Make sure to select “Computer account” and then click “Next”.

Figure 14: Selecting Computer account

Under “Select Computer”, leave the default as is and click “Finish”.

Figure 15: Selecting Local Computer

Expand “Certificates” and then “Personal”. Right-click the Certificate store and select “All Tasks” and then “Import…” in the context menu.

Figure 16: Selecting Import in the context menu

The “Certificate Import Wizard” launches. Click “Next”.

Figure 17: Certificate Import Wizard

On the “File to Import” page, click “Browse” and select the certificate to be used. Then click “Next”.

Figure 18: Specifying the certificate to import

Specify the password that protects the certificate and click “Next”.

Figure 19: Specifying the password for the certificate

Make sure the Personal certificate store is selected and click “Next”.

Figure 20: Personal Certificate Store selected

On the “Completing the Certificate Import Wizard” page, click “Finish”.

Figure 21: Completing the Certificate Import Wizard page

Repeat the above steps on the second WAP server.

Configuring Internal and External DNS

Time has come to configuring the internal and external DNS. Well, when it comes to the internal DNS we have already created the AD FS federation service endpoint DNS record in the Active Directory DNS. What we need to do is to add the AD FS endpoint to the “hosts” file on the WAP servers. This is required in order to make sure incoming authentication requests are proxied properly on to the AD FS servers and do not end up in a loop.

So let’s open the “hosts” file on the first WAP server. To do so, open “Notepad” in administrator mode, and open the “hosts” file located under “C:\Windows\System32\drivers\etc” as shown in Figure 22.

Figure 22: Opening the hosts file

In my specific environment, the federation service endpoint are named “”, so I’ll add this endpoint to the host file and make sure it resolves to the AD FS server IP addresses. Since I do not use any form of load balancing for the AD FS servers on the internal network, I need to add the IP address of both AD FS servers.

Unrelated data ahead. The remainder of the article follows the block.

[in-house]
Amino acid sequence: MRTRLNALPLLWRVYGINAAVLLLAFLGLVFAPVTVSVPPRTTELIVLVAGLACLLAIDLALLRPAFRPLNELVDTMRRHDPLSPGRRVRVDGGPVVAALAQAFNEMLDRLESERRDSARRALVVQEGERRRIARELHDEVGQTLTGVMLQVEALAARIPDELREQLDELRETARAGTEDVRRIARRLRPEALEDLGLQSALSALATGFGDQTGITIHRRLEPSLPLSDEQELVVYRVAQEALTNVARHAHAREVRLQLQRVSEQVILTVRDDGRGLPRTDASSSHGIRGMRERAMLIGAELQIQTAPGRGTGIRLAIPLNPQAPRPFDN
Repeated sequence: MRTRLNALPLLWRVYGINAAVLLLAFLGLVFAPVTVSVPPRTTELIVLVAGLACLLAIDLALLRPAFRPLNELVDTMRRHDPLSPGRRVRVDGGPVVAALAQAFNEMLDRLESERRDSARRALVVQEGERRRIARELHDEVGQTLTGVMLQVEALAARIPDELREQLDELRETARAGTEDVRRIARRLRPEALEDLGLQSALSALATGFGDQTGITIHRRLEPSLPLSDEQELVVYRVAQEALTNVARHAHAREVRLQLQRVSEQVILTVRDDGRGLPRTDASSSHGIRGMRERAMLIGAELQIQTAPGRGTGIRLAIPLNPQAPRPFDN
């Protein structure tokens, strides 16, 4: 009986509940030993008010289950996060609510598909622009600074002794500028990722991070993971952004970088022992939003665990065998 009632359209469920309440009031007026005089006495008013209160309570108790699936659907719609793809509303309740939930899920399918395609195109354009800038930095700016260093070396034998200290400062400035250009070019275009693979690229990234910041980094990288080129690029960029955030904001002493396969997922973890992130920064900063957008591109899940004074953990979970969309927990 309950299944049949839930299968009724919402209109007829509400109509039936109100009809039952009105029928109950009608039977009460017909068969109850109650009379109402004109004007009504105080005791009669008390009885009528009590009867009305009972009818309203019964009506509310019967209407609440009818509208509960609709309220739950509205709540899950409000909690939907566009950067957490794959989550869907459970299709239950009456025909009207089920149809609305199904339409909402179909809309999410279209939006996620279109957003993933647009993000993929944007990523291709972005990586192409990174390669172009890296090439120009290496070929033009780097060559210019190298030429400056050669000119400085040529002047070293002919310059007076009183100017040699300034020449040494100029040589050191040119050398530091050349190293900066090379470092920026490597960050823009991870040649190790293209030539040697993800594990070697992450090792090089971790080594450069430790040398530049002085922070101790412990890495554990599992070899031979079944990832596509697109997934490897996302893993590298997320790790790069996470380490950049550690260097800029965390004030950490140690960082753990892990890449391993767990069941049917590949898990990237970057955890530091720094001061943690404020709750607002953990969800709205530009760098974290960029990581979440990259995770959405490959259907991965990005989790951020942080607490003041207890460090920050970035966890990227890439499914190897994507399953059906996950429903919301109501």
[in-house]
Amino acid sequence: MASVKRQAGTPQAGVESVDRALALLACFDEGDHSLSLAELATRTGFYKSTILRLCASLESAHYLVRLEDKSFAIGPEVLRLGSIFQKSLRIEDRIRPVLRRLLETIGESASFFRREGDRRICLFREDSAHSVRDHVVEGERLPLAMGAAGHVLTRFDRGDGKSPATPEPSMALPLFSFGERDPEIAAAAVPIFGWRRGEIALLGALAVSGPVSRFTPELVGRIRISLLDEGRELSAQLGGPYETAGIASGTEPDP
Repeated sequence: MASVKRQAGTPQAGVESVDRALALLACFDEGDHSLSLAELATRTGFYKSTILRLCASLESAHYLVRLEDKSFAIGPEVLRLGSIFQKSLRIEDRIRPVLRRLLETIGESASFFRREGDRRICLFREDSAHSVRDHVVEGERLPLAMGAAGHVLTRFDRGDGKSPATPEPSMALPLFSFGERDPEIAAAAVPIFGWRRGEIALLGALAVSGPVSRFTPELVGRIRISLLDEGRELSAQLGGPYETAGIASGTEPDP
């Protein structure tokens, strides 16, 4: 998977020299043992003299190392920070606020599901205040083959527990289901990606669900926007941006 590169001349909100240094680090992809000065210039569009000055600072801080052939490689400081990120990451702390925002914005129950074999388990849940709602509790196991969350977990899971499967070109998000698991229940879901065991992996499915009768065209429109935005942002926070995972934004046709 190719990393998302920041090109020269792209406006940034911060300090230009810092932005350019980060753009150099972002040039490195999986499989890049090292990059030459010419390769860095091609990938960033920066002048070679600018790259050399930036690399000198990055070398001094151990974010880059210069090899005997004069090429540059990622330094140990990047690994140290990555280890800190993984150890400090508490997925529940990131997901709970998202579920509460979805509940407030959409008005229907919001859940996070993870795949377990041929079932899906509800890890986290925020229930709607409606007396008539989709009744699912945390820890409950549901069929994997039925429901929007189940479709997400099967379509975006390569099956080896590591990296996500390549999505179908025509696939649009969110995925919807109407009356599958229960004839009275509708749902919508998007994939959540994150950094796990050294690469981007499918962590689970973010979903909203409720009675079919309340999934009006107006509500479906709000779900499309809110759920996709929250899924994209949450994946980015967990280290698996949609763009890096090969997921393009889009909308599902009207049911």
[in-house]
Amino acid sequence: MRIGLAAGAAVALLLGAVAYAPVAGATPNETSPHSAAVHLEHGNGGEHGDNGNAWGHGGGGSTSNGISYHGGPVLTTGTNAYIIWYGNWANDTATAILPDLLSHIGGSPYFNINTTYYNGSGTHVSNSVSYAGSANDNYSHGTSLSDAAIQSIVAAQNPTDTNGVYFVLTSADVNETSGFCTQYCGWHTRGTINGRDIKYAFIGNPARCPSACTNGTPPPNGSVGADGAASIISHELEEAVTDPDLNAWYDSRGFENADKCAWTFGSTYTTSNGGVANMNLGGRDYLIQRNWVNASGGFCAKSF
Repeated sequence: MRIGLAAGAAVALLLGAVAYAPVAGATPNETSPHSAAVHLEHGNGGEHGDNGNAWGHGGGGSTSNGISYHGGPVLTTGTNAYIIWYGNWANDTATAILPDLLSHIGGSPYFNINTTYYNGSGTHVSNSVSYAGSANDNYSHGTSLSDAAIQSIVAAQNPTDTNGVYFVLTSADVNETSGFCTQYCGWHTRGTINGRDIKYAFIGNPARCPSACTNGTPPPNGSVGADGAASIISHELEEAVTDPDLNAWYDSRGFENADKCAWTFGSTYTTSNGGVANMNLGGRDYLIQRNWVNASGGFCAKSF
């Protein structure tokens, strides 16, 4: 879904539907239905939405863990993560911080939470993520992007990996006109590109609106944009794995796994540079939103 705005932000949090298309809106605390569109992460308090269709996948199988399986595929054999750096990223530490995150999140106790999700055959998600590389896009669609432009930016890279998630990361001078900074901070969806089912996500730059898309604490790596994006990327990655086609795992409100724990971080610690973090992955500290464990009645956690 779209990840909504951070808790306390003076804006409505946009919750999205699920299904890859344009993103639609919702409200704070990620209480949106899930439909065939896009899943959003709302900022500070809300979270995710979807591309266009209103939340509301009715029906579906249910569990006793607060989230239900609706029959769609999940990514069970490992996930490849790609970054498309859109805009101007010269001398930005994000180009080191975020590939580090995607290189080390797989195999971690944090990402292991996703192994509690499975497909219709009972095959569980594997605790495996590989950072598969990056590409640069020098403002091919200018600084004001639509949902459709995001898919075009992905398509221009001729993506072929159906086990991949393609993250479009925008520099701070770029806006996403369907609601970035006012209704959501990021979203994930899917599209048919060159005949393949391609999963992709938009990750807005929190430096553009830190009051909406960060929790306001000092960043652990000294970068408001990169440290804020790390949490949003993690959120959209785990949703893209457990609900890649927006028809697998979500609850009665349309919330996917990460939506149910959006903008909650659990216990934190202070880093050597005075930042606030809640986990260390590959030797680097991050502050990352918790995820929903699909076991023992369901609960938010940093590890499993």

As there will not be any clients or devices directly connected to the internal network (Azure subnet) I use in my setup, a load balancer solution is not critical. The good old DNS round robin method is sufficient.

Figure 23:
Adding federation endpoint to the hosts file

Repeat the above steps on the second WAP server.

Now we need to create the external DNS record (also “” as I use split-DNS) at the DNS provider I use. First, I need to take note of the public virtual IP (VIP) address that is associated with the load balancer set I have created for the WAP servers. This can be found by going to the Azure Dashboard for one of the WAP servers as shown in Figure 24”.

Figure 24:
Public virtual IP (VIP) address

Now that we have the public virtual IP (VIP) address, we can log on to the web interface of our DNS provider and create an A-record which points to this address. Make sure to use a low TTL in case you need to change it some day.

Figure 25:
Creating the external DNS record for our federation endpoint

This concludes part 19 of this multi-part article in which I provide you with an explanation of what Windows Azure is and how you configure an Exchange 2013 hybrid lab environment in Windows Azure.

If you would like to read the other parts in this article series please go to: